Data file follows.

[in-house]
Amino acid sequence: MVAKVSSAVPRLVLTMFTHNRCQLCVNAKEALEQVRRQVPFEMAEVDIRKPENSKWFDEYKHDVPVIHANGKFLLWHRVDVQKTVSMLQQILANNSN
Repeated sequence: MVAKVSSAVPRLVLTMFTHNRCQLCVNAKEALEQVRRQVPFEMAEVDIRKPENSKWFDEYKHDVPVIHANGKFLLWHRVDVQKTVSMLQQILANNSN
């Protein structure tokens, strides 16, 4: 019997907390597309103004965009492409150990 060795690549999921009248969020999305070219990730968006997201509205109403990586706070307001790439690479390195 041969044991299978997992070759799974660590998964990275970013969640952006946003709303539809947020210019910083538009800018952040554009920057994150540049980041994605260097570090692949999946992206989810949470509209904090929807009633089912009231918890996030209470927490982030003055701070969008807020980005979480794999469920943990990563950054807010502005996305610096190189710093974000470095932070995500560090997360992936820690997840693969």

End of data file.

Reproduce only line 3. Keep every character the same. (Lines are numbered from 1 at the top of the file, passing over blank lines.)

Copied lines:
Repeated sequence: MVAKVSSAVPRLVLTMFTHNRCQLCVNAKEALEQVRRQVPFEMAEVDIRKPENSKWFDEYKHDVPVIHANGKFLLWHRVDVQKTVSMLQQILANNSN